Directed by Gregory Geffrard, “The Colored Museum” was a stunning theatrical performance depicting 11 different stories criticizing and celebrating black stereotypes in America. With a small cast of only seven student actors and actresses, each actor played more than one character who often spoke in long monologues, demonstrating the students’ acting skills and ability to lure in the audience as well as demand their full attention.
Opening up with lines from Martin Luther King Jr.’s famous, “I have a dream” speech, the actors posed as statues on podiums, as if in a museum. Each character represented a different time in history and struggle that the African-American community has faced and continues to face. As flight attendant for Celebrity Airlines, Miss Pat, played by Deryn Tye, ‘20, instructed passengers to “fasten their shackles” and “not rebel” while the plane soared through time and through black history.
Following Miss Pat’s plane ride through a history of oppression, Aunt Ethel, played by Taylor Benford, ‘22, hosted her daily cooking show, showing viewers how to make colored cuisine. After some blood, sweat and tears, Aunt Ethel pulled a chain of black dolls from her cooking pot, congratulating her viewers on the creation of their “batch of negros.”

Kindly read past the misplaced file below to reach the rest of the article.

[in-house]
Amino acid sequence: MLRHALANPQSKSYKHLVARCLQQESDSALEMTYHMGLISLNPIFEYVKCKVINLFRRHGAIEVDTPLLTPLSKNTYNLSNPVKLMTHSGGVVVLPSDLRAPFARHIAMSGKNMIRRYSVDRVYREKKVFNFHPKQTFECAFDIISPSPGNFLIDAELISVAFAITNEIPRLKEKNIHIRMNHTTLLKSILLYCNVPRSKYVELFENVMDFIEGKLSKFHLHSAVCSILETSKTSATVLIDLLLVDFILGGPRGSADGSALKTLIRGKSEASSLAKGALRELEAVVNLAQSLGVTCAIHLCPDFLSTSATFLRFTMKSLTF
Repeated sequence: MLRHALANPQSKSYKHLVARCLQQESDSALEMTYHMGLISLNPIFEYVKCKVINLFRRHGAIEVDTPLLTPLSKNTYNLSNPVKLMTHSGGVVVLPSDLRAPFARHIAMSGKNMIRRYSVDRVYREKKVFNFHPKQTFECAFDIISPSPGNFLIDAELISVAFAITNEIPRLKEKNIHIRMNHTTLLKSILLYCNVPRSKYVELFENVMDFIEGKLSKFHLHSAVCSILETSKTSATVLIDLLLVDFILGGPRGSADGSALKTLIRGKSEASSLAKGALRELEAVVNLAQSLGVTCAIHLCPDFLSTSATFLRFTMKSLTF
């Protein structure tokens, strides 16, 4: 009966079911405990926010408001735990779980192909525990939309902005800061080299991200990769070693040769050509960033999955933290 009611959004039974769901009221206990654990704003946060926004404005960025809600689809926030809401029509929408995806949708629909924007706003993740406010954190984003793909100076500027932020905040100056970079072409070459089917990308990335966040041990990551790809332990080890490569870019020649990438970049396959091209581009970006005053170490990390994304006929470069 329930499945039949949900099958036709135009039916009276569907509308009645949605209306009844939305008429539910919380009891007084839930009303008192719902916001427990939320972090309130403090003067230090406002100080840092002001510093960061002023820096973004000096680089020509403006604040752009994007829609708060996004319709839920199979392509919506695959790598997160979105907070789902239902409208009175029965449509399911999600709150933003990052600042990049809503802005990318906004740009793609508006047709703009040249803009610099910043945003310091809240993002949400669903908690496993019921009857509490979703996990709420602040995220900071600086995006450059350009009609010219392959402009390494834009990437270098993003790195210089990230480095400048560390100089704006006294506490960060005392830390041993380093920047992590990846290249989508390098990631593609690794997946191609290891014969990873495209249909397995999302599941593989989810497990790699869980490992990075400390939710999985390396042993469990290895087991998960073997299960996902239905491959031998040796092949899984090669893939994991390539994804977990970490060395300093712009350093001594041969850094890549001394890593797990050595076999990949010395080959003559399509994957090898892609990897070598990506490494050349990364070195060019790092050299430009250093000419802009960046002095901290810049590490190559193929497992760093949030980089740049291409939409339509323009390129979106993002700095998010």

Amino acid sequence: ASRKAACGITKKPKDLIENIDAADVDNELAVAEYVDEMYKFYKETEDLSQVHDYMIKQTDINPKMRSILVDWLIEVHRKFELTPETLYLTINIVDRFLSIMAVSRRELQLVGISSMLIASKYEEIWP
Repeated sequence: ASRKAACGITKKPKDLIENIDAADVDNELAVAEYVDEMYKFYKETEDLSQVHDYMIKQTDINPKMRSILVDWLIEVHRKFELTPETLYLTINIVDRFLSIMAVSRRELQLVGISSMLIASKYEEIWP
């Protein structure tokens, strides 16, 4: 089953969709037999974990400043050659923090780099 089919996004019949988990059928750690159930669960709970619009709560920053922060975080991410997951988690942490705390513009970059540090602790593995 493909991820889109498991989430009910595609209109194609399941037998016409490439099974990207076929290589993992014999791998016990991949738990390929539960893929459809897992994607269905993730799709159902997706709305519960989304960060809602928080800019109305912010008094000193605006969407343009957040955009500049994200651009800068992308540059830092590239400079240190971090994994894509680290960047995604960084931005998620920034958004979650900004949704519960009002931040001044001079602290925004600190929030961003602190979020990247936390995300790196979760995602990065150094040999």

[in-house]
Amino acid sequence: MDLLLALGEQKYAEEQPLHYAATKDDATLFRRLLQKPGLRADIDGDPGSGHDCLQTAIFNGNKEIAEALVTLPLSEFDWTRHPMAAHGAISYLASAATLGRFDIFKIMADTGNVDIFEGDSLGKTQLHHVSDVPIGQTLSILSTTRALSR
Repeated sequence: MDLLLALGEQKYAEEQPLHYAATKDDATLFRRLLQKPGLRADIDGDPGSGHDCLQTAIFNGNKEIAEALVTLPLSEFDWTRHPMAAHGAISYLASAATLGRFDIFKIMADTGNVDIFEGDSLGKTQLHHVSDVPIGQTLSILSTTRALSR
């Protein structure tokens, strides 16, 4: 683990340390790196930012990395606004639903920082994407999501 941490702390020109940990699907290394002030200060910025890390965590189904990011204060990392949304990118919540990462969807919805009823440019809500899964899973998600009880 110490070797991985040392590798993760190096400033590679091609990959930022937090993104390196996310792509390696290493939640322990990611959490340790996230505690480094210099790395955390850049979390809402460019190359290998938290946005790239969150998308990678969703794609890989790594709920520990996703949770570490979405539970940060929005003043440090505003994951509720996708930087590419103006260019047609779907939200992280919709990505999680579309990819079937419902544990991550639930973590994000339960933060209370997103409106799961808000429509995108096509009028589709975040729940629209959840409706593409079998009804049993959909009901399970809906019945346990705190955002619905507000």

Each of these short scenes forced the audience to think critically and pay close attention to every detail. One scene in particular struck an interesting cord to say the least. As the center stage feature rotated to reveal an old, worn living room, Benford, playing Mama, listened to her son, Noah Perry, ‘20, complain about the overpowering force of ‘the man’ after a long day of work. Eventually, Perry’s character gets shot several times for speaking up too loudly against the man, and his wife, Shante Leslie, ‘22, mama and sister, Tye, simply look at him and say that if only he were born in a musical, then he would still be alive.
After the women sing a piece about dancing their way through life as if in a musical, Perry’s character is reborn, changing the upbeat and comical tone into something somber and depressing. The characters kept repeating the line, “if we wanna live we gotta dance.”
Personally, I took that scene as a representation of the white man’s control over African Americans and played with the “dance boy dance” imagery. But, audience members Taylor Wallrauch, ‘19, and Lily Amurgis, ‘19, took it upon themselves to look up the underlying meanings of each scene after the play to compare to what they initially thought it to be.
“Things like this can have so many different meanings,” Wallrauch said. “The scene with the rotating middle was actually referencing the book ‘A Raisin in the Sun’ which I actually read a long time ago.”
Both students were amazed by the student production and thought that all the students did a fantastic job with such a hard piece.
“I was especially blown away with Daniel [Lofton],” Wallaruch said. “I think he’s so comfortable with himself and I admire that because I could never do something like that.”
While not every scene was as easy to understand as some of the others, both students agreed that, as their first show to see at Witt, the performance was incredible.
“Each scene had all these different stories and I was waiting for them all to connect with one plot line,” Amurgis said. “But then at the end, I realized that the underlying plot line was racism and oppression in America.”